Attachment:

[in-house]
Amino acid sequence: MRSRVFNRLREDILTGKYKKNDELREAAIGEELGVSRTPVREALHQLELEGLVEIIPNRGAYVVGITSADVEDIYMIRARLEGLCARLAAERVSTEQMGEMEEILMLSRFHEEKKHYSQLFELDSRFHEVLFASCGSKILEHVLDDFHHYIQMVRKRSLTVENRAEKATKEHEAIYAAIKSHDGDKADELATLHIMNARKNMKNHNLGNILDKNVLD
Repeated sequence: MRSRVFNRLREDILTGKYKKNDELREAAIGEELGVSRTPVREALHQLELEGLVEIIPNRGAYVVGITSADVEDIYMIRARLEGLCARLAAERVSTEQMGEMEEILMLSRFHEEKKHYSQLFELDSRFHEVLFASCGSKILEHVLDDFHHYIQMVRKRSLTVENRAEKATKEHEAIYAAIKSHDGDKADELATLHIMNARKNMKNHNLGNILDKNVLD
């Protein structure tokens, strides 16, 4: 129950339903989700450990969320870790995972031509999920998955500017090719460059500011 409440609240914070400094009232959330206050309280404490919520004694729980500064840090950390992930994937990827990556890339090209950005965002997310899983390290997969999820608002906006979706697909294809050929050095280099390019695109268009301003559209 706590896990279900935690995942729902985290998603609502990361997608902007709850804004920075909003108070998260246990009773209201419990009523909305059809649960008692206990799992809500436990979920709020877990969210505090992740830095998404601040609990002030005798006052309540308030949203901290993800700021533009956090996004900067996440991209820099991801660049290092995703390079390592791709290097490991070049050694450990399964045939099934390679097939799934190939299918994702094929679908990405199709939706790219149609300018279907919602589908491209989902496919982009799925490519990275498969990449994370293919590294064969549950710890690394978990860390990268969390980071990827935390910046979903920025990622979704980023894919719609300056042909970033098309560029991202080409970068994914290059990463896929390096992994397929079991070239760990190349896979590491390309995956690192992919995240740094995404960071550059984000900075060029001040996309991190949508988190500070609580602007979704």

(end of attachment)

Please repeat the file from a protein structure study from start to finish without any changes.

[in-house]
Amino acid sequence: MRSRVFNRLREDILTGKYKKNDELREAAIGEELGVSRTPVREALHQLELEGLVEIIPNRGAYVVGITSADVEDIYMIRARLEGLCARLAAERVSTEQMGEMEEILMLSRFHEEKKHYSQLFELDSRFHEVLFASCGSKILEHVLDDFHHYIQMVRKRSLTVENRAEKATKEHEAIYAAIKSHDGDKADELATLHIMNARKNMKNHNLGNILDKNVLD
Repeated sequence: MRSRVFNRLREDILTGKYKKNDELREAAIGEELGVSRTPVREALHQLELEGLVEIIPNRGAYVVGITSADVEDIYMIRARLEGLCARLAAERVSTEQMGEMEEILMLSRFHEEKKHYSQLFELDSRFHEVLFASCGSKILEHVLDDFHHYIQMVRKRSLTVENRAEKATKEHEAIYAAIKSHDGDKADELATLHIMNARKNMKNHNLGNILDKNVLD
């Protein structure tokens, strides 16, 4: 129950339903989700450990969320870790995972031509999920998955500017090719460059500011 409440609240914070400094009232959330206050309280404490919520004694729980500064840090950390992930994937990827990556890339090209950005965002997310899983390290997969999820608002906006979706697909294809050929050095280099390019695109268009301003559209 706590896990279900935690995942729902985290998603609502990361997608902007709850804004920075909003108070998260246990009773209201419990009523909305059809649960008692206990799992809500436990979920709020877990969210505090992740830095998404601040609990002030005798006052309540308030949203901290993800700021533009956090996004900067996440991209820099991801660049290092995703390079390592791709290097490991070049050694450990399964045939099934390679097939799934190939299918994702094929679908990405199709939706790219149609300018279907919602589908491209989902496919982009799925490519990275498969990449994370293919590294064969549950710890690394978990860390990268969390980071990827935390910046979903920025990622979704980023894919719609300056042909970033098309560029991202080409970068994914290059990463896929390096992994397929079991070239760990190349896979590491390309995956690192992919995240740094995404960071550059984000900075060029001040996309991190949508988190500070609580602007979704």